Harness racing opened for its second year in Pomona on Friday, and this time the opening had the look of a winner--at least when compared to last year.
For one thing, the paint was dry. For another, 4,000 people paid to get into Fairplex Park, the racing area at the county fairground, and then spent $460,000 betting on the trotters.
None of that was true when harness racing opened last year after a 15-year hiatus. On opening night in 1986, painters were still at work when the gates opened. Fans were admitted free. They wandered, confused, amid the painters' ladders and tarps, sidestepping forklifts that were still putting benches and supplies in place when the first race was announced. Many of the food concessions lacked food and many of the parimutuel windows lacked customers.
By the end of the two short meets last year, one in the spring and one in November and December, Fairplex had lost money.
Average nightly attendance at the meets was about half the 5,000 that Fairplex officials hoped for. Weather in early spring and late fall was too cold for many fans.
This year, harness racing will continue for an unbroken 13 weeks, thus avoiding colder weather.
"It takes time for people to know we're here, and then it takes time for them to learn what to do when they get here," said Paul Blumenfeld, operator of the 35-horse Blumenfeld Stables. "It's looking better now."
"This isn't like any other kind of racing," said Herman Stefford of Pomona, who recalled being taken to harness races in the Midwest as a child more than 60 years ago.
"Trotters go at a slower pace, and so do the people who watch them, I guess," Stefford said.
The scene around him was reminiscent of the country fairs of his childhood. Youngsters used railings around the grandstands as gymnastic equipment. Enclosed areas inside the grandstand smelled of popcorn and cigars. Fans bunched close to the finish line to cheer, then dispersed between races.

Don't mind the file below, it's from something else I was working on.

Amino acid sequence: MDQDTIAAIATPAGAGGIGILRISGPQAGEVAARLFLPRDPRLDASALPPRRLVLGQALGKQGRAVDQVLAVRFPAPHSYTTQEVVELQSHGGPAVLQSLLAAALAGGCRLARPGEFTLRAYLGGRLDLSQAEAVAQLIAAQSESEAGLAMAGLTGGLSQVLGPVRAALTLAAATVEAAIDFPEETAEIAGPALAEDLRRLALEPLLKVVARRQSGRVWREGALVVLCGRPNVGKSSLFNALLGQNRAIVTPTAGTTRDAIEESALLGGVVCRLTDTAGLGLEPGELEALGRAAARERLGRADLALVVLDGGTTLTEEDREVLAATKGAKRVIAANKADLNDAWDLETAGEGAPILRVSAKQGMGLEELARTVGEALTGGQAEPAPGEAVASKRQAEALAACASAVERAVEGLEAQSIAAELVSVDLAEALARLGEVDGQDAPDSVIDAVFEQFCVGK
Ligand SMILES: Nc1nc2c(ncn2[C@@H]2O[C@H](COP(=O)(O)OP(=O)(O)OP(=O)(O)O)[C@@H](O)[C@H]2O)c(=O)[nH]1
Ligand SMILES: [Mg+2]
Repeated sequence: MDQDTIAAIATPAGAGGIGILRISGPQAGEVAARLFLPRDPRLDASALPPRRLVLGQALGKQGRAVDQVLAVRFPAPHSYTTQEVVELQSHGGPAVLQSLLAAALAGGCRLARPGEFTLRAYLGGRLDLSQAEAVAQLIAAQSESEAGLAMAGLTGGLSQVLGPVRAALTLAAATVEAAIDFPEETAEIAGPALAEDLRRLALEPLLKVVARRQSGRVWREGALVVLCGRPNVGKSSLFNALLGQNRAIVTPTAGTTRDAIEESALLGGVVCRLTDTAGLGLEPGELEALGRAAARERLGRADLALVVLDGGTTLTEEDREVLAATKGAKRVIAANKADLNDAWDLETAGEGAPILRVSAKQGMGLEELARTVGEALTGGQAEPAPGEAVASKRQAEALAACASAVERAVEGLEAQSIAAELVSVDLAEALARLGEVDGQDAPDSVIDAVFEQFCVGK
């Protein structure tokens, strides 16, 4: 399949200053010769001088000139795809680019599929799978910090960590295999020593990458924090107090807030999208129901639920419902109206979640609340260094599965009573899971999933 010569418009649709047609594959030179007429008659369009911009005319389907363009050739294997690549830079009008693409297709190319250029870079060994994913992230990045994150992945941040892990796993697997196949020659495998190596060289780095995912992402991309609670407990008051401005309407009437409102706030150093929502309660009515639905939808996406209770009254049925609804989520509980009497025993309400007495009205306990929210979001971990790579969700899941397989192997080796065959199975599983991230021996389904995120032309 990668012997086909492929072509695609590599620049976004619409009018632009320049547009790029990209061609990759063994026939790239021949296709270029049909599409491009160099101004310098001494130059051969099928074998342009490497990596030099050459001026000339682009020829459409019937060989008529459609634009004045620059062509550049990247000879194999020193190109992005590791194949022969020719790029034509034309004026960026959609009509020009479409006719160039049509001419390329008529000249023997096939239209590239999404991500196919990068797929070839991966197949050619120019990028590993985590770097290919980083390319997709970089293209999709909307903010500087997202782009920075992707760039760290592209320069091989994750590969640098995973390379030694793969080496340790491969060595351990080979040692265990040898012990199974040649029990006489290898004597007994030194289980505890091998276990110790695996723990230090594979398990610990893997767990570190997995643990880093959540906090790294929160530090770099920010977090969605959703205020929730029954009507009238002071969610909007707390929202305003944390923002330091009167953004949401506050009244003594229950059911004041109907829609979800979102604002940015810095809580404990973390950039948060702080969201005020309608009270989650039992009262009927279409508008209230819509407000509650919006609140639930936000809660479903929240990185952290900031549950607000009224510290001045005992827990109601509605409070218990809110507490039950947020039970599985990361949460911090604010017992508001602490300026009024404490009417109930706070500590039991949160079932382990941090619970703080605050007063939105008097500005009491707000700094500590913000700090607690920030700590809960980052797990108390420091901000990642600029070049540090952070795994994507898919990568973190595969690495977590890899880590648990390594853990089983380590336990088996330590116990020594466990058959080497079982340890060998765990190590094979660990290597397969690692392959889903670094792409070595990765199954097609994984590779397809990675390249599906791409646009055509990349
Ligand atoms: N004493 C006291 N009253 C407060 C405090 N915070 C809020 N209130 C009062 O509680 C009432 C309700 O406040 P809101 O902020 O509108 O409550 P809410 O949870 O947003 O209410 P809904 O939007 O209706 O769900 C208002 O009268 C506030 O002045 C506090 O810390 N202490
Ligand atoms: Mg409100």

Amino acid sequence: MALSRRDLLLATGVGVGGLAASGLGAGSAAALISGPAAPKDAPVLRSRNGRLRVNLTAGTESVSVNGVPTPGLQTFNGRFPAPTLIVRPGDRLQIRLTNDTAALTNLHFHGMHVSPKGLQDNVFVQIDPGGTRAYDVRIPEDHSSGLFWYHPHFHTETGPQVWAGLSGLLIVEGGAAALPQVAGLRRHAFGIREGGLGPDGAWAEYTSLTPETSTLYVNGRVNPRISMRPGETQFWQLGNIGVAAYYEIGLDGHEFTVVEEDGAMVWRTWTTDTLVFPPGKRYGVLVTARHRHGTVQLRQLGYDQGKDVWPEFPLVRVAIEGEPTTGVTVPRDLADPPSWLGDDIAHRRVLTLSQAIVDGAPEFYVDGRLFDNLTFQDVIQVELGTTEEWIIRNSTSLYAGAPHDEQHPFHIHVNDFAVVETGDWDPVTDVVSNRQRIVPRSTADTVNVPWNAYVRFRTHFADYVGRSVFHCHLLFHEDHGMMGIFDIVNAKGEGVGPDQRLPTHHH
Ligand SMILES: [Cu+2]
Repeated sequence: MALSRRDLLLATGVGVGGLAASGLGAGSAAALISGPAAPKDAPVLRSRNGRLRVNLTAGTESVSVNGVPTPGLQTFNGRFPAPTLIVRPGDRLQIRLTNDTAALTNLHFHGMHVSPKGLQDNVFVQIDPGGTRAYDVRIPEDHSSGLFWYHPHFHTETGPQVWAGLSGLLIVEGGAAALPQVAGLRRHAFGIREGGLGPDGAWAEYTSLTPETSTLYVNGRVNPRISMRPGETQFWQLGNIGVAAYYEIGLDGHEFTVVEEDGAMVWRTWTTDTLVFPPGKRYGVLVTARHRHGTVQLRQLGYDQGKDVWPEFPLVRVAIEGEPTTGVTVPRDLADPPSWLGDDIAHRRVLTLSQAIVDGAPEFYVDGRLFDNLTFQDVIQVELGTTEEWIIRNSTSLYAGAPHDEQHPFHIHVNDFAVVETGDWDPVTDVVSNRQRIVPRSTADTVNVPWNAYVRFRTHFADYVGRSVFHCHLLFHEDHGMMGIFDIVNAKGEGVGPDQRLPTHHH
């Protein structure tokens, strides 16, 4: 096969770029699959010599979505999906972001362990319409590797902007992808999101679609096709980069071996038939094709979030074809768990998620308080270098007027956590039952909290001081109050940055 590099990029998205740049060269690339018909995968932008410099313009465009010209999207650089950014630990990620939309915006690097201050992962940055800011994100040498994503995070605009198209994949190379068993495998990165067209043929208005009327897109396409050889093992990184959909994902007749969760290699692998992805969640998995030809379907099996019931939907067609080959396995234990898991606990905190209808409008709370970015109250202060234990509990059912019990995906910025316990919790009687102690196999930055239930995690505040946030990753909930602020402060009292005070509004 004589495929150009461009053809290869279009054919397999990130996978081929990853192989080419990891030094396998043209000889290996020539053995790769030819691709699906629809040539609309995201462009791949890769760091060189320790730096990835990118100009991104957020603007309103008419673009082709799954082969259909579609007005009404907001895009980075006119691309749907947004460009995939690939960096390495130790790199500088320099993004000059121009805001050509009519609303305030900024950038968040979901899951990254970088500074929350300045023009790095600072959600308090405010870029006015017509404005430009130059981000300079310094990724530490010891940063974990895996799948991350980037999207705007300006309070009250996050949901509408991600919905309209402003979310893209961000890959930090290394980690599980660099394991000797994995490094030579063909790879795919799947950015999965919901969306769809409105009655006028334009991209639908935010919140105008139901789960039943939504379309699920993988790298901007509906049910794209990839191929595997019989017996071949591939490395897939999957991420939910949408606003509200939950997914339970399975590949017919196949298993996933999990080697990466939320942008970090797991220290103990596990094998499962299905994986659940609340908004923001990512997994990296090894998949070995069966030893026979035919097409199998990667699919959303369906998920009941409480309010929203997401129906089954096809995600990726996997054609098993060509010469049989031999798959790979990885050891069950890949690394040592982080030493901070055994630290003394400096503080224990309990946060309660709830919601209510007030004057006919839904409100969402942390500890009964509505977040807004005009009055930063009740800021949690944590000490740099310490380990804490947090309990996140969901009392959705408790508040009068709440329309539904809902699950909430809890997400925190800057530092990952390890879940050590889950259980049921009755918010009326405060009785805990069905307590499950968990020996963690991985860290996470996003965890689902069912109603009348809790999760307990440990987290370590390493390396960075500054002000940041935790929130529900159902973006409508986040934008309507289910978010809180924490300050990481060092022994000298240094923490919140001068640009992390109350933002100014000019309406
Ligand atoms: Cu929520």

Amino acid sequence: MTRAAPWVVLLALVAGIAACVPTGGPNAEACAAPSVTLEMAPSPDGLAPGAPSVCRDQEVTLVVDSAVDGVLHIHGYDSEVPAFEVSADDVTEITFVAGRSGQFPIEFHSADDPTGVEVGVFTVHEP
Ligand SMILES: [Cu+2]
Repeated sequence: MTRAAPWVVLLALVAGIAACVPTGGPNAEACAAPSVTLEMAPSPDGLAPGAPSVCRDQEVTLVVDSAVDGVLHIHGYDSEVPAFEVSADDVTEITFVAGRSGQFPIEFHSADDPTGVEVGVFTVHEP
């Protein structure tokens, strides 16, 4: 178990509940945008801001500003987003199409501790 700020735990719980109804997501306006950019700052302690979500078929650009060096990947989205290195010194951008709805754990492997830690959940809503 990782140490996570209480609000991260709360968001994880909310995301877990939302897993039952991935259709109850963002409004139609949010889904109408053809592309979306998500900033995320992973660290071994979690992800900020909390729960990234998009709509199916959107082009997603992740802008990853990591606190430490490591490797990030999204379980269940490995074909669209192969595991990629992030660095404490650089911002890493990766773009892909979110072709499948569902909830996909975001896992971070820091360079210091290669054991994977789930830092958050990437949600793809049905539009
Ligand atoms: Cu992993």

"I just kind of like this atmosphere," said Allen Davis of Upland. "It's like the old fairs used to be, more relaxing."
Mary Ann and Lester Deerly of Glendora were the first to occupy a special area for handicapped people. Others filled it before the first race.
"This is one of the few places I can get into," said Mary Ann Deerly, who has been confined to a wheelchair for three years. "I can't get into church or theaters, but we can come here for an evening's entertainment."
Once a standard feature of county fairs, harness racing declined in the 1950s as thoroughbred racing grew in popularity. In 1970, the state Legislature decided that harness racing should be a night sport, and the fairs gave it up in favor of the thoroughbreds.
Last year, however, Fairplex won a three-year legislative battle to keep its track in use at other times in the year with harness racing, which has maintained a following at several other California tracks.
"We paid our dues last year. We're happy, real happy," said Fairplex spokesman Sid Robinson when he looked at last weekend's attendance figures.
"Now, pray for lots of warm nights."